In 1772, tea tax was causing problems in Great Britain’s colonies in America. While other taxes on goods bound for America had been repealed, the three pence per pound of tea remained firm.

It was in place to offset the bankrupt British East India Company. Over a five-year period, the colonies paid duty on almost 2 million pounds of tea. Enraged by the tea tax and other shipping restrictions, The Sons of Liberty attempted to block the shipments of tea from arriving in Philadelphia and New York. On December 16, 1773, The Sons of Liberty let two ships sail into Boston Harbor. Disguised as Native American Indians, they emptied 342 large chests of tea into the harbor. This later came to be known as the Boston Tea Party. These actions by the colonists led the Parliament to pass a series of laws known as the “Intolerable Acts”. They limited the political freedom of the citizens and ultimately led to the Revolutionary War. In many ways, tea helped provide a cause for American independence.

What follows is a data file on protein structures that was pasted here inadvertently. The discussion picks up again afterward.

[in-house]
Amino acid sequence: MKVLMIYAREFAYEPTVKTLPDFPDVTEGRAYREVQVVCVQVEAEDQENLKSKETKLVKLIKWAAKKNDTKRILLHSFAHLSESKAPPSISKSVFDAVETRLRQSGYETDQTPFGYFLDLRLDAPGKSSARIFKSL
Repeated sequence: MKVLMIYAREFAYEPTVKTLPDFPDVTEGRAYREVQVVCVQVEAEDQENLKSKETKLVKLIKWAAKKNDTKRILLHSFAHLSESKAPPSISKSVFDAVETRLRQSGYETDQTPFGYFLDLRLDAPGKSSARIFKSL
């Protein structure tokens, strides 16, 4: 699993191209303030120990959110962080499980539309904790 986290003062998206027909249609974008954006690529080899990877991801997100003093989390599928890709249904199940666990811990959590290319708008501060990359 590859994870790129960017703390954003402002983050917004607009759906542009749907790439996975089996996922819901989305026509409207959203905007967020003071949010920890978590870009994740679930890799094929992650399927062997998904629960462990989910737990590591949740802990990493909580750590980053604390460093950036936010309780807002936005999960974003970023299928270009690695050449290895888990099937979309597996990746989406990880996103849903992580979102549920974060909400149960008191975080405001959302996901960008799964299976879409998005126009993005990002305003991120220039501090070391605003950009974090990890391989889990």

Although the first tea was discovered in China, several other areas of the world now contribute to the overall tea harvest. The first tea used in England originated in China, and it wasn’t until the 19th century that tea growing spread to Formosa and that indigenous tea was discovered in Assam. In 1839, the first Indian tea was sold in London. The first tea in Africa was planted in the Cape in 1687, but did not progress until the latter part of the 19th century. The 20th century has seen the spread of tea in Africa, notably in Kenya.

The history of tea dates back almost 5,000 years and tea itself now has more than 3,000 different variations. The most widely consumed beverage in the world has both a historical and cultural importance that cannot be rivaled.